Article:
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Darshit P's question at Yahoo! Answers regarding conservation of energy

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MarkFL

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Feb 24, 2012
13,775
Here is the question:

I need help in physics!?

What minimum speed does a 200g puck need to make it to the top of a 3.7m -long, 26 degrees frictionless ramp?
Here is a link to the question:

I need help in physics!? - Yahoo! Answers

I have posted a link there to this topic so the OP can find my response.
 
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MarkFL

Administrator
Staff member
Feb 24, 2012
13,775
Hello Darshit P,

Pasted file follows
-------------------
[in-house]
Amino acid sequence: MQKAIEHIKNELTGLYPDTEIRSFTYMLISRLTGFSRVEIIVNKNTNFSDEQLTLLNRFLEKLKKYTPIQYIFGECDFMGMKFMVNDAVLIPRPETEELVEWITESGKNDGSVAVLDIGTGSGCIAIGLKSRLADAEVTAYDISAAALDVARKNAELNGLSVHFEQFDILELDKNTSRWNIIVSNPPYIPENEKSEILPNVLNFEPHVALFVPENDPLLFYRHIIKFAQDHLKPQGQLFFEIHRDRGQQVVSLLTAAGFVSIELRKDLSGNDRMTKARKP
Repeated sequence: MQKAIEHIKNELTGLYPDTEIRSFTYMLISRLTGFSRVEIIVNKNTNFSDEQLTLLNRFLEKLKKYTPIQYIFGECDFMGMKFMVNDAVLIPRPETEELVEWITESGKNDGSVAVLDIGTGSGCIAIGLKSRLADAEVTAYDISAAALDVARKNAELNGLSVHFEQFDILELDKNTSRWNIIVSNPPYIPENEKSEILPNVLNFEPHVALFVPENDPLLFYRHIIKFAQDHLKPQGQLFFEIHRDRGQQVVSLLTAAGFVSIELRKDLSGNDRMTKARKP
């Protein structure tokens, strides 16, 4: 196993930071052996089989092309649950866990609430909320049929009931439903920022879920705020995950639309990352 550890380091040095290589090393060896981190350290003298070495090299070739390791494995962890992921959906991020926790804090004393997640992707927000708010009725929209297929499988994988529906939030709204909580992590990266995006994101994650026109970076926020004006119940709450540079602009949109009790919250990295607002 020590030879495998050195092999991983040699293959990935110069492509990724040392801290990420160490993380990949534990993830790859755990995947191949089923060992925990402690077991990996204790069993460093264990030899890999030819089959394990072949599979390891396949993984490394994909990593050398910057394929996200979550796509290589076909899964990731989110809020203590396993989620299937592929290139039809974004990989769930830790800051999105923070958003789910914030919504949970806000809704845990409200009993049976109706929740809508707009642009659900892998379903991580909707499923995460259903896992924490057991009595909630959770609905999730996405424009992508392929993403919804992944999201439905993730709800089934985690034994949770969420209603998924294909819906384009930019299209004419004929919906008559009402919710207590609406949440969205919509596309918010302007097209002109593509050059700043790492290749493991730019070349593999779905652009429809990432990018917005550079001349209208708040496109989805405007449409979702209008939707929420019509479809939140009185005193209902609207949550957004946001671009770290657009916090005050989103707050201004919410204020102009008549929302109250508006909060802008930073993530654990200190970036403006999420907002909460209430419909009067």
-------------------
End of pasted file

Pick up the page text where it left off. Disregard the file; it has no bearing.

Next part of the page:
Initially the puck has kinetic energy, and finally it has gravitational potential energy, and since only conservative forces are at work, we may equate the two:

\(\displaystyle \frac{1}{2}mv_i^2=mgh\)

Multiply through by \(\displaystyle \frac{2}{m}\):

\(\displaystyle v_i^2=2gh\)

Take the positive root since we are asked for speed:

\(\displaystyle v_i=\sqrt{2gh}\)

Now, we need to know the height $h$ of the ramp. Let $L$ be the length of the ramp and $\theta$ be the angle of inclination. From the definition of the sine function, we may state:

\(\displaystyle \sin(\theta)=\frac{h}{L}\,\therefore\,h=L \sin(\theta)\)

and so we have:

\(\displaystyle v_i=\sqrt{2gL\sin(\theta)}\)

Now, plugging in the given and known data, we find:

\(\displaystyle v_i=\sqrt{2\left(9.8\,\frac{\text{m}}{\text{s}^2} \right)(3.7\text{ m})\sin\left(26^{\circ} \right)}\approx5.64\,\frac{\text{m}}{\text{s}}\)

To Darshit P and any other guests viewing this topic, I invite and encourage you to post other algebra based physics problems in our Other Topics forum.

Best Regards,

Mark.